Cardinal Gracias is in Rome as the Indian bishops conclude their 2011 “ad limina” visit to the Vatican in order to update the Pope on the health of the Church in India.
Today’s meeting involved the bishops from Karnataka in south-west India telling Pope Benedict about the continuing threat posed in their region by Hindu fundamentalists. Only last week, extremists attacked a church and threatened its pastor.
Cardinal Gracias said such fundamentalists want to create “animosity towards Christians and the Gospel” by making it appear as if “the whole of India is in danger because of the activities of the Christians and the missionaries.” But the cardinal dismissed that assertion as “not true at all.”
“The Gospel is a message of love and peace and joy and human growth which does not threaten anybody,” said Cardinal Gracias. The response to this message however has been mixed.
“It’s not all over India, it is only in certain pockets, but really, I would not be honest if I did not say that there is violence in parts of the country even today. But it is certainly much, much better than before.”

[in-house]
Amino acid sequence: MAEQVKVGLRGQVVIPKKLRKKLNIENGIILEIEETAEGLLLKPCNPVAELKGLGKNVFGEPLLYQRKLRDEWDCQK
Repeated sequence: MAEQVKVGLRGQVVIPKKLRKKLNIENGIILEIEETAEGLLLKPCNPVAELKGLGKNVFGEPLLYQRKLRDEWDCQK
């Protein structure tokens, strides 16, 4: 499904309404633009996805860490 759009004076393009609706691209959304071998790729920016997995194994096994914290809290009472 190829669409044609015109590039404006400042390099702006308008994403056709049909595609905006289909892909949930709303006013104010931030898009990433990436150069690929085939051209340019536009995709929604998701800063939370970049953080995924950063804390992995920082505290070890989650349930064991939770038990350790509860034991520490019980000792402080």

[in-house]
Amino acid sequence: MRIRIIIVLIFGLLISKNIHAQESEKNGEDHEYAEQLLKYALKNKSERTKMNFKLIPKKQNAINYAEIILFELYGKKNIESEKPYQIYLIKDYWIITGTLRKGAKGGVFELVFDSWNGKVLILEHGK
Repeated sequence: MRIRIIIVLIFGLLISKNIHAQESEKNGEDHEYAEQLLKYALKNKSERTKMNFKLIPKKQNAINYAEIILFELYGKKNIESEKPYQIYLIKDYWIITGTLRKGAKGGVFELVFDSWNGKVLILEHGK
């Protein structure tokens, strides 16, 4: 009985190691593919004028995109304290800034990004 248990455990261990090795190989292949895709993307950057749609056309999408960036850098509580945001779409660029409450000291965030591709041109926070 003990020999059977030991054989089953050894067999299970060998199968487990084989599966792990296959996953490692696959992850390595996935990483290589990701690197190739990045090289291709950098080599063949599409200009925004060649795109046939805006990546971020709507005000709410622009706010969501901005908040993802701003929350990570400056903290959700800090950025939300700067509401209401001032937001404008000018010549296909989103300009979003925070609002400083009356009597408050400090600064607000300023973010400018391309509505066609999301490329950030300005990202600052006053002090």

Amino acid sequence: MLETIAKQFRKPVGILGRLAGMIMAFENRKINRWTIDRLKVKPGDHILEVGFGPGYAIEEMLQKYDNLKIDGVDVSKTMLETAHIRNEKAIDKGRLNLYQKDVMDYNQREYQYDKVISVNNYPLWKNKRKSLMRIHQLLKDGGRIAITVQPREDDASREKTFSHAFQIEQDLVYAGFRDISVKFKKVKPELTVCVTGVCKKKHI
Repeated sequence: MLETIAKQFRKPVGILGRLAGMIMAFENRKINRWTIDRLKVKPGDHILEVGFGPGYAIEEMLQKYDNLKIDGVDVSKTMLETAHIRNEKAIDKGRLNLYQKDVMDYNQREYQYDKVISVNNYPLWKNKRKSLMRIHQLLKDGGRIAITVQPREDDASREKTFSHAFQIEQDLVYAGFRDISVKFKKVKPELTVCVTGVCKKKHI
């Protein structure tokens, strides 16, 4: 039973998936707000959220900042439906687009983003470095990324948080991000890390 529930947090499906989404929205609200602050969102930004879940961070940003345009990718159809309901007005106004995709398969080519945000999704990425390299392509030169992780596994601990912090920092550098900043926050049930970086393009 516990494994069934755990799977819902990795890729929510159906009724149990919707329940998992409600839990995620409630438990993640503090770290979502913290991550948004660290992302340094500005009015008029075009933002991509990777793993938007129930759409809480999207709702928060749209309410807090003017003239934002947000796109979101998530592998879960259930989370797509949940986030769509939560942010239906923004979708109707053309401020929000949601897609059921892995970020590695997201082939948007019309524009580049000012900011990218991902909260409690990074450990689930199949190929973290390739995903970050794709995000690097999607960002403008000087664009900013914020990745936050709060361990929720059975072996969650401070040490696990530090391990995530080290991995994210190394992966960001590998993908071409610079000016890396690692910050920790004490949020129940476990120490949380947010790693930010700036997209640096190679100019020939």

The Bishops Conference of India is the fourth largest in the world and so their ad limina visit has to be staggered over four sessions.
“It was a very good meeting with the Pope. We spoke about the situation in India, the challenges we have, the good news we have and also about the hopes we have for the future,” said Cardinal Gracias, who is also president of the Bishops Conference of India.
“The Holy Father was very interested in knowing about the situation of how Indian Christians are treated, our efforts for inter-religious dialogue and also about how we go about our pastoral work.”
Although India is the second most populous country in the world, with over 1.18 billion people, only about two percent are Catholic. The Church, however, does play a significant role in providing health care, education and welfare services across the country.
Many Indian bishops hope this year’s ad limina will pave the way for Pope Benedict to visit their country. An invitation to the Pope was personally issued during a previous ad limina session in May. If the visit does happen, it will be the fourth by a Pope to India following trips by Pope Paul VI in 1964 and Pope John Paul II in 1986 and 1999.